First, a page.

Weddings, Dominican style
When are wedding invitations sent?
Invitations should be sent 30 days (or an absolute minimum of three weeks) before the event for guests living in the same city, and 45 days for those residing elsewhere. There are typically two envelopes, within which is a large invitation separated by a silk paper from a small card inviting guests to the reception. Guests never need to take any of these items to the ceremony or reception.
Is it necessary to respond to the invitation?
A response is not necessary unless the invitation specifies “R.S.V.P.”, something which is not particularly common. Although it is considered polite to respond if requested, many people do not bother. If you suddenly find that you are able to attend, proceed with confidence, even if you have already made your excuses. According to wedding photographer Hector Báez, weddings are viewed as “splendid occasions”, and the hosts prepare generously.
If you cannot be present, it is still polite (“obligatory”) to send a gift.
Who may attend the wedding?
Our experts agree that young children should never be taken to weddings unless they are members of the wedding party.
The outer envelope will indicate who is welcome to attend. It is proper etiquette for older children who are invited to be listed separately; however, the common practice is to write simply, “Sr. Moreno y familia”, for example. It is acceptable to be accompanied by a boyfriend or girlfriend, even if this has not been specified on the invitation.
What is the Dominican way to give wedding presents?
Plan ahead. The vast majority of Dominicans deliver their gifts to the bride’s home before the wedding day.
Never take a gift with you to the wedding ceremony or reception. A few couples have been known to place a “treasure chest” at their reception for collecting more loot, but this is so rare you should not take the risk. If you absolutely cannot find time to purchase anything until the day of the wedding, arrange to have it delivered that morning, or leave it until the next working day.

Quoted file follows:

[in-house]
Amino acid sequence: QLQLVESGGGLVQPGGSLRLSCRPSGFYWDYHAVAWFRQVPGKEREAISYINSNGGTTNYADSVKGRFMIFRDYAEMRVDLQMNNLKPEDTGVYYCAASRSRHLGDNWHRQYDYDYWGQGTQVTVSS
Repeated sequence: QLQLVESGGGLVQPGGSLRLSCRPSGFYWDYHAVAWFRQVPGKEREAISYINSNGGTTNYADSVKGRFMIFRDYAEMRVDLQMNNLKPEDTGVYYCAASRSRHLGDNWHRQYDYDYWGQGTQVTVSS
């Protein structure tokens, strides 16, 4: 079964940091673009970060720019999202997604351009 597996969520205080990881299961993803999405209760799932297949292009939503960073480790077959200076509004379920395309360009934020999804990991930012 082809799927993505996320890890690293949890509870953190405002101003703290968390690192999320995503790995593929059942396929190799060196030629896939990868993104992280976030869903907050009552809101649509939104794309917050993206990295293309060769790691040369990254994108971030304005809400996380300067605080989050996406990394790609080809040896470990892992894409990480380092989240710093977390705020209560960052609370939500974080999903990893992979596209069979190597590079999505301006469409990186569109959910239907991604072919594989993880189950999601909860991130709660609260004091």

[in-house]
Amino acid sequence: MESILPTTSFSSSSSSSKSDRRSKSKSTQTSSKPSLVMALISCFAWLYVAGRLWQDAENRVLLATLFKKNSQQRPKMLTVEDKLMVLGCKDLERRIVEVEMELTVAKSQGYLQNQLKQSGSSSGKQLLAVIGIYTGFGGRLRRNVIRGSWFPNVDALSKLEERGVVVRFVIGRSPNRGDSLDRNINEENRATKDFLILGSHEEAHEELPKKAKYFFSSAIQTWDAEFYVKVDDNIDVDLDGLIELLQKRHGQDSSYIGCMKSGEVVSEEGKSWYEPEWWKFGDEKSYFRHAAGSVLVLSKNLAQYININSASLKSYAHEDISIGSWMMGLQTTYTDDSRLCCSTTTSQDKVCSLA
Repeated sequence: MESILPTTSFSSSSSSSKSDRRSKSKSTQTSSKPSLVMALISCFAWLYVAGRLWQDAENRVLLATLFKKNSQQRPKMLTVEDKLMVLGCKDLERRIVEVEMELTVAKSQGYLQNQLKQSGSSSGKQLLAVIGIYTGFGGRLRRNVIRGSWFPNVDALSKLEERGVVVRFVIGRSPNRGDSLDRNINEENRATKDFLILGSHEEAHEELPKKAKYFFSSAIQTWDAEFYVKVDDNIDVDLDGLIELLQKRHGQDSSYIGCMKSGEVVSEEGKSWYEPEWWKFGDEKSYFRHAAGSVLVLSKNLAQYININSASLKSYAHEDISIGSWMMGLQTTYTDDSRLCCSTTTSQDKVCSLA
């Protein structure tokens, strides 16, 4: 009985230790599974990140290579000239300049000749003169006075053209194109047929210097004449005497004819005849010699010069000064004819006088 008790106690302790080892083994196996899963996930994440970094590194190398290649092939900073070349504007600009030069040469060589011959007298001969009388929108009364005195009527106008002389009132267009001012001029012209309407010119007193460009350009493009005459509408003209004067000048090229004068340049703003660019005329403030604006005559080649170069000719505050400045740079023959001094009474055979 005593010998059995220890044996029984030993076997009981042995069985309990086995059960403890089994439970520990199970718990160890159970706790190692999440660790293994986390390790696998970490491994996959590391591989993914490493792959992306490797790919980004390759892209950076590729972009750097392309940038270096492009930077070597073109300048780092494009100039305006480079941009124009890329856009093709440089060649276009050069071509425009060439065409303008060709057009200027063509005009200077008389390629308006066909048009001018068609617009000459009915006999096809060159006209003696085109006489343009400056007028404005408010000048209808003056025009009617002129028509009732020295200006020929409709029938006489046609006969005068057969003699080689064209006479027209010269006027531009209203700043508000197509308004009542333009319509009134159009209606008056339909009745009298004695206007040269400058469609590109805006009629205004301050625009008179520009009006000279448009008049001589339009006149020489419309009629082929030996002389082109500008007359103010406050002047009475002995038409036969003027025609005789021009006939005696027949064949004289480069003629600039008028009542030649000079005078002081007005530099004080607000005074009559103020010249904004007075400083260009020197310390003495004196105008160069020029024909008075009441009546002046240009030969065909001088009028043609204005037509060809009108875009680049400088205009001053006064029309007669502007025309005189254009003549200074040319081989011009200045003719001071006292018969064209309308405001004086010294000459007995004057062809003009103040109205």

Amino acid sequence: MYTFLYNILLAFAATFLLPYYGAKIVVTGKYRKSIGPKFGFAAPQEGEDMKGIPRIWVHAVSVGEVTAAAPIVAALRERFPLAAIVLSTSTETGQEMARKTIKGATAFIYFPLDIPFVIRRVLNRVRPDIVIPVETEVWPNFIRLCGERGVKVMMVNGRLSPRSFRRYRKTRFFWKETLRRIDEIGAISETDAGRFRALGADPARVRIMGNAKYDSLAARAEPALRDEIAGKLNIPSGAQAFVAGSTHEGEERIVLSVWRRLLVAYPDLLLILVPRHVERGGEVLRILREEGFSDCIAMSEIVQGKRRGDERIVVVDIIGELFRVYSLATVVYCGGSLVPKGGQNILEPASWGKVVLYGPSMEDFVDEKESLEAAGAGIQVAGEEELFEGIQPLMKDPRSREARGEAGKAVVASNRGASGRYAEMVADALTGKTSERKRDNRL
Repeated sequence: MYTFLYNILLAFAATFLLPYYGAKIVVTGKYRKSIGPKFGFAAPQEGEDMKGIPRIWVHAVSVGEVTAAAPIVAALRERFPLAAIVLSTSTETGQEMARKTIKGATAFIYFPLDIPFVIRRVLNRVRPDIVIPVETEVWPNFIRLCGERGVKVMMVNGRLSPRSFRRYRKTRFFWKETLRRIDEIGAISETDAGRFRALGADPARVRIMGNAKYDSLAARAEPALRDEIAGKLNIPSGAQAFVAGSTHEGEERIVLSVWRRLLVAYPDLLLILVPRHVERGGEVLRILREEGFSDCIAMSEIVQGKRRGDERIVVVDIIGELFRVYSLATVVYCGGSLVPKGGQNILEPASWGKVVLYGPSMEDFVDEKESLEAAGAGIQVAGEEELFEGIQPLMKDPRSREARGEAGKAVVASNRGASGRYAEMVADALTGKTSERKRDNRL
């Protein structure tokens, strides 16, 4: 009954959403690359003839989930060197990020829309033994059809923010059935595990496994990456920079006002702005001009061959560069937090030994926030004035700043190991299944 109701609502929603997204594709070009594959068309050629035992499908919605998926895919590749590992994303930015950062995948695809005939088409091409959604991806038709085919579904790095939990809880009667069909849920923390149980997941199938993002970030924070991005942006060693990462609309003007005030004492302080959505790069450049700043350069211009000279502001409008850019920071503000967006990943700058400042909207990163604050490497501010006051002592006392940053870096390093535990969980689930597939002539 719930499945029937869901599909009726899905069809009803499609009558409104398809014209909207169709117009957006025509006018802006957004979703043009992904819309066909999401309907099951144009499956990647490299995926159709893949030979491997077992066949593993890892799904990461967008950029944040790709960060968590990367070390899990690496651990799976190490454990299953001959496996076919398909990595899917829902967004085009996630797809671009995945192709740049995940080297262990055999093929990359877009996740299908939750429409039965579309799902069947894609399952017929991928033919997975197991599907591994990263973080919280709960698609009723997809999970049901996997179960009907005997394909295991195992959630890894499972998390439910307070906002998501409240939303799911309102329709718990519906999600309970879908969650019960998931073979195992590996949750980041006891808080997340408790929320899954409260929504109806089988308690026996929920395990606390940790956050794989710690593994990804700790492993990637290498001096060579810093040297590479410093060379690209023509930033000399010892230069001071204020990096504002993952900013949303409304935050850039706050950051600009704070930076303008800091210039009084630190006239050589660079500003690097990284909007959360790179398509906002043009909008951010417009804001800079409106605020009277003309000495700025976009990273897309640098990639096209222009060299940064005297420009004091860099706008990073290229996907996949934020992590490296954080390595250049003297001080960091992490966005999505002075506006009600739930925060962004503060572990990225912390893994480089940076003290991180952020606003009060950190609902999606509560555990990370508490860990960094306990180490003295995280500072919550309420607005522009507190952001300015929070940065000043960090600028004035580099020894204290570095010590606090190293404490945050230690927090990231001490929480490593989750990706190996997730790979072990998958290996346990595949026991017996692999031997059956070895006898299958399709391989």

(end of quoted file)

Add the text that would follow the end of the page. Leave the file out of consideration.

Fortunately, your life is made easier by the fact that most brides register with a store, where a list is available of the items the couple wishes to receive. The shop will also take responsibility for wrapping and delivering the goods.
The challenge is finding out which establishment has been chosen. Sometimes the couple will include a card in the wedding invitation which details information on the shop where they are registered. This is not considered proper, as it indicates an untoward eagerness for gifts, mixing greed with the joy of the occasion (never mind that everyone is obliged to buy a gift in any case). One can scan the local papers, hoping to see the sole advertisement placed by the store congratulating the couple—or one can rely on radio bemba (word of mouth).
The traditional favorites for bridal registries are Casa Virginia, Cuesta Centro del Hogar, Tienda Mary, Alfonso’s Decorations, in Plaza Central, Hache, Americana Departamentos, among many others.
Wedding presents tend to be expensive; they certainly must not appear cheap (or ugly). One may purchase gifts which are not on the official list, but this does increase the risk of buying the same quaint picture frame as 25 other guests.
What should I wear to a wedding?
Anything which you would wear to a coronation would be appropriate, after all, you will be observing a “Queen for a Day”. There are no forbidden dress styles or colors. Black is considered very elegant and thus very appropriate. Technically, white should only be worn if the wedding is held before 6 pm, but the fashion police have observed numerous white suits even after the appointed hour. Forget the idea that you should not compete with the bride; it would probably be impossible in any case.
What time should I arrive?
Approximately 50% of Dominican weddings begin on time. (This is indeed a special event in Dominican society!) The remainder are late by only about 20 minutes.
Caribbean time is much more forgiving than demanding. If you find yourself unexpectedly delayed, do not be embarrassed to attend the reception even if you have missed the ceremony. Do not forget that weddings with over a thousand guests are not uncommon (particularly among older families, which have an extended network of family and friends). Perhaps no one will even notice your faux pas.
What will happen at the wedding?